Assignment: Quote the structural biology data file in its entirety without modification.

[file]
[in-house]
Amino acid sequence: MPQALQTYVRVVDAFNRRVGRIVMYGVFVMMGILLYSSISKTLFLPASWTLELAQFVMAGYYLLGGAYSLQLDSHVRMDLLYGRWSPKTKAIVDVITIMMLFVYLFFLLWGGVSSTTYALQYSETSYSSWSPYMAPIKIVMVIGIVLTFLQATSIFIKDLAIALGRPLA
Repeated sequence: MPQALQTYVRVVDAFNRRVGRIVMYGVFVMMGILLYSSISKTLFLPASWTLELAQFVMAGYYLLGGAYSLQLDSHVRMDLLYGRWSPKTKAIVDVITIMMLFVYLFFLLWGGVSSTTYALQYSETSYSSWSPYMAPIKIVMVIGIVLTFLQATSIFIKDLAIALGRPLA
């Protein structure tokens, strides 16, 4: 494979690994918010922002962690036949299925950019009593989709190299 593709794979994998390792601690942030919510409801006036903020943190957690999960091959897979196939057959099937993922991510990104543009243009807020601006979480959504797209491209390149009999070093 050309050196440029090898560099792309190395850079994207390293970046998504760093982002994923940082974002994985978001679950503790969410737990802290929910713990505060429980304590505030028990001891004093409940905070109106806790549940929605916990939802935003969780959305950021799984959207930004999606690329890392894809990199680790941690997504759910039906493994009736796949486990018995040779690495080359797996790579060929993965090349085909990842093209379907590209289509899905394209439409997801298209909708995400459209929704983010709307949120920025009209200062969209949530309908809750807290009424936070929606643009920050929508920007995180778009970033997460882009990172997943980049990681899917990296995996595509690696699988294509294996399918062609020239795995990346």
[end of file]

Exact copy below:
[in-house]
Amino acid sequence: MPQALQTYVRVVDAFNRRVGRIVMYGVFVMMGILLYSSISKTLFLPASWTLELAQFVMAGYYLLGGAYSLQLDSHVRMDLLYGRWSPKTKAIVDVITIMMLFVYLFFLLWGGVSSTTYALQYSETSYSSWSPYMAPIKIVMVIGIVLTFLQATSIFIKDLAIALGRPLA
Repeated sequence: MPQALQTYVRVVDAFNRRVGRIVMYGVFVMMGILLYSSISKTLFLPASWTLELAQFVMAGYYLLGGAYSLQLDSHVRMDLLYGRWSPKTKAIVDVITIMMLFVYLFFLLWGGVSSTTYALQYSETSYSSWSPYMAPIKIVMVIGIVLTFLQATSIFIKDLAIALGRPLA
């Protein structure tokens, strides 16, 4: 494979690994918010922002962690036949299925950019009593989709190299 593709794979994998390792601690942030919510409801006036903020943190957690999960091959897979196939057959099937993922991510990104543009243009807020601006979480959504797209491209390149009999070093 050309050196440029090898560099792309190395850079994207390293970046998504760093982002994923940082974002994985978001679950503790969410737990802290929910713990505060429980304590505030028990001891004093409940905070109106806790549940929605916990939802935003969780959305950021799984959207930004999606690329890392894809990199680790941690997504759910039906493994009736796949486990018995040779690495080359797996790579060929993965090349085909990842093209379907590209289509899905394209439409997801298209909708995400459209929704983010709307949120920025009209200062969209949530309908809750807290009424936070929606643009920050929508920007995180778009970033997460882009990172997943980049990681899917990296995996595509690696699988294509294996399918062609020239795995990346």